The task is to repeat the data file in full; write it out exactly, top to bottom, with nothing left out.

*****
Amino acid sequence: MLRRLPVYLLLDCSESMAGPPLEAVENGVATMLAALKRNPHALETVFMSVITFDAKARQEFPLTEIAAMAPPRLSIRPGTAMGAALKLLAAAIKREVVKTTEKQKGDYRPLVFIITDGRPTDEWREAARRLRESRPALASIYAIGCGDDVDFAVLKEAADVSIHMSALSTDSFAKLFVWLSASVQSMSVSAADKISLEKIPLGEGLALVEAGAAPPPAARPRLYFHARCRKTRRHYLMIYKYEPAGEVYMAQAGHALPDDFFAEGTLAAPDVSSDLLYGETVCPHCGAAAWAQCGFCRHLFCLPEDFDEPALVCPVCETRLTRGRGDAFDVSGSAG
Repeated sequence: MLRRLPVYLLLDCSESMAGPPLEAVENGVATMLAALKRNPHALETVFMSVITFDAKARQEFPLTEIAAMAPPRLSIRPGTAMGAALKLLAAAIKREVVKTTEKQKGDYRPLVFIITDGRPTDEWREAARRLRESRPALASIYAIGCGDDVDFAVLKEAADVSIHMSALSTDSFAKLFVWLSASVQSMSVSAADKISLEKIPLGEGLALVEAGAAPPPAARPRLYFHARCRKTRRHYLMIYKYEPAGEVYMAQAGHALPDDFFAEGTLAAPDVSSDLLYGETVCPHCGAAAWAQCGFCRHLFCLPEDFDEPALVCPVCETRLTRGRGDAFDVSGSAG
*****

Amino acid sequence: MLRRLPVYLLLDCSESMAGPPLEAVENGVATMLAALKRNPHALETVFMSVITFDAKARQEFPLTEIAAMAPPRLSIRPGTAMGAALKLLAAAIKREVVKTTEKQKGDYRPLVFIITDGRPTDEWREAARRLRESRPALASIYAIGCGDDVDFAVLKEAADVSIHMSALSTDSFAKLFVWLSASVQSMSVSAADKISLEKIPLGEGLALVEAGAAPPPAARPRLYFHARCRKTRRHYLMIYKYEPAGEVYMAQAGHALPDDFFAEGTLAAPDVSSDLLYGETVCPHCGAAAWAQCGFCRHLFCLPEDFDEPALVCPVCETRLTRGRGDAFDVSGSAG
Repeated sequence: MLRRLPVYLLLDCSESMAGPPLEAVENGVATMLAALKRNPHALETVFMSVITFDAKARQEFPLTEIAAMAPPRLSIRPGTAMGAALKLLAAAIKREVVKTTEKQKGDYRPLVFIITDGRPTDEWREAARRLRESRPALASIYAIGCGDDVDFAVLKEAADVSIHMSALSTDSFAKLFVWLSASVQSMSVSAADKISLEKIPLGEGLALVEAGAAPPPAARPRLYFHARCRKTRRHYLMIYKYEPAGEVYMAQAGHALPDDFFAEGTLAAPDVSSDLLYGETVCPHCGAAAWAQCGFCRHLFCLPEDFDEPALVCPVCETRLTRGRGDAFDVSGSAG